Flight Day Song Artist/Composer
Day 2 "I Got You (I Feel Good)" James Brown
Day 3 "Marine Corps Hymn"
Day 4 "Theme from Star Trek: TOS" Alexander Courage
Day 5 "Heigh-Ho" Song from the Walt Disney animated film Snow White
Day 6 "What a Wonderful World" Louis Armstrong

Gallery

See also

References

 This article incorporates public domain material from websites or documents of the National Aeronautics and Space Administration.

  1. ^ a b "STS-29 Press Kit" (PDF). NASA. March 1989. Archived (PDF) from the original on 6 January 2021.
  2. ^ Dye, Lee (14 March 1989). "Space Shuttle Launched, Puts Satellite in Orbit". Los Angeles Times. Archived from the original on 6 January 2021.
  3. ^ Becker, Joachim. "Spaceflight mission report: STS-29". SPACEFACTS. Archived from the original on 17 February 2020. Retrieved 2014.
  4. ^ Chen, Adam (2012). Celebrating 30 Years of the Space Shuttle (PDF). Washington, DC: United States Government Printing Office. p. 63. ISBN 978-0-16-090202-4. Archived (PDF) from the original on 6 January 2021. Retrieved 2021.
  5. ^ a b c d e Legler, Robert D.; Floyd V., Bennett (September 2011). "Space Shuttle Missions Summary" (PDF). Scientific and Technical Information (STI) Program Office. NASA. pp. 2-30-2-31. Archived (PDF) from the original on 12 May 2020.
  6. ^ Office of Safety, Reliability, Maintainability and Quality Assurance (8 May 1989). "Misson Safety Evaluation Report for STS-29 - Postflight Edition" (PDF). Washington, DC: NASA. p. A-9. Archived (PDF) from the original on 6 January 2021.CS1 maint: multiple names: authors list (link)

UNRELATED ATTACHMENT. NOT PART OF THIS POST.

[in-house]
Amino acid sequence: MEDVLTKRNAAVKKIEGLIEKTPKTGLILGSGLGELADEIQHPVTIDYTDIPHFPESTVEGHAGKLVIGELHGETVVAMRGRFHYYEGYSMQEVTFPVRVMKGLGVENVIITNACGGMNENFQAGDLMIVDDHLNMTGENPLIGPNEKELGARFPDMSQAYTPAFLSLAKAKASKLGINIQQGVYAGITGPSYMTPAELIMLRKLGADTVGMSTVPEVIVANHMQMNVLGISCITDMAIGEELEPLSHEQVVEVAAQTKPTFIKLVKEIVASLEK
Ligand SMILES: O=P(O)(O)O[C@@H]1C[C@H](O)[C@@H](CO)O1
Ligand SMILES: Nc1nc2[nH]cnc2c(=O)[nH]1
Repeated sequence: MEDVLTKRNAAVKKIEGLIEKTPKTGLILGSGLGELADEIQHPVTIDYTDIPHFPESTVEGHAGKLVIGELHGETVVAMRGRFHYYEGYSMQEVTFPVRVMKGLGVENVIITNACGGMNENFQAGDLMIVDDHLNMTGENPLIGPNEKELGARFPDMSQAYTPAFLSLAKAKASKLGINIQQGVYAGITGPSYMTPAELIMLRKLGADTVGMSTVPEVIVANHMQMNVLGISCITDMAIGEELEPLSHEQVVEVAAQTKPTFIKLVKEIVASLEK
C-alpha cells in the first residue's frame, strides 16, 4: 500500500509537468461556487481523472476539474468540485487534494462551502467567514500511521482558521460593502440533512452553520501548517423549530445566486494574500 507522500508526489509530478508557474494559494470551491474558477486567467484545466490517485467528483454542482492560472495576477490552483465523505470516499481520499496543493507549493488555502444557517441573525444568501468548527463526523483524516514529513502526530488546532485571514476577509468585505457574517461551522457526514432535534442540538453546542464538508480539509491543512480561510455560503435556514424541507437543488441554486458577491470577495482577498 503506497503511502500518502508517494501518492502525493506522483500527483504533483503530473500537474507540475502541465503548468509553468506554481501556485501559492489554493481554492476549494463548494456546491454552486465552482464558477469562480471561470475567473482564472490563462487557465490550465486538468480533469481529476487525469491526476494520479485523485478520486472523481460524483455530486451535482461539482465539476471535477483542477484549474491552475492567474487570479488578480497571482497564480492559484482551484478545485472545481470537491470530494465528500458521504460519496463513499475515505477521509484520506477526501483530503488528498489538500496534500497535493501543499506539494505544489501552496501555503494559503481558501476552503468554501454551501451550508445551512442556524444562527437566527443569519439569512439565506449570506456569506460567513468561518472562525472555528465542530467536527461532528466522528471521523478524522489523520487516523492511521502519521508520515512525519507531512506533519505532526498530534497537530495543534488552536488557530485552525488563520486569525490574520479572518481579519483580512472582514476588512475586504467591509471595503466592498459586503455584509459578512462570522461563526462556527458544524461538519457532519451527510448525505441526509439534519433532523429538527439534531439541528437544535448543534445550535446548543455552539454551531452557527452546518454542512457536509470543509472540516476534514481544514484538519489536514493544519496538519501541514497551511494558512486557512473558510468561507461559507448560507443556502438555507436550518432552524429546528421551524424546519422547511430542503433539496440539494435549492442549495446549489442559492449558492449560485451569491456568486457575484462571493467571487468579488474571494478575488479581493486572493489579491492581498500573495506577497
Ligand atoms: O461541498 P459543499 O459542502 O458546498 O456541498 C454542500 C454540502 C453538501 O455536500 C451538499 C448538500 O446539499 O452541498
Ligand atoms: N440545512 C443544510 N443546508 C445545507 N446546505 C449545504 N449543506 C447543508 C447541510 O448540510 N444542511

7. ^ Brown, Robert W. (1990). "NASA's Educational Programs" (PDF). Government Information Quarterly. 7 (2): 185-195. doi:10.1016/0740-624X(90)90054-R. ISSN 0740-624X. Archived (PDF) from the original on 6 January 2021.
  8. ^ Kosson, Robert; Brown, Richard; Ungar, Eugene (11 January 1990), "Space Station heat pipe advanced radiator element (SHARE) flight test results and analysis", 28th Aerospace Sciences Meeting, Reston, Virginia: American Institute of Aeronautics and Astronautics, doi:10.2514/6.1990-59, retrieved 2021
  9. ^ Venant, Elizabeth (18 March 1989). "Astronauts Play Film Makers for IMAX 'Blue Planet'". Los Angeles Times. Archived from the original on 6 January 2021.
  10. ^ Viereck, R. A.; Murad, E.; Pike, C. P.; Kofsky, I. L.; Trowbridge, C. A.; Rall, D. L. A.; Satayesh, A.; Berk, A.; Elgin, J. B. (1990). Photometric analysis of a space shuttle water venting (PDF). Fourth Annual Workshop on Space Operations Applications and Research (SOAR 90). Houston, Texas: NASA. pp. 676-680.
  11. ^ Fries, Colin (13 March 2015). "Chronology of Wakeup Calls" (PDF). History Division. NASA. Archived (PDF) from the original on 5 January 2021. Retrieved 2021.

External links


  This article uses material from the Wikipedia page available here. It is released under the Creative Commons Attribution-Share-Alike License 3.0.

STS-29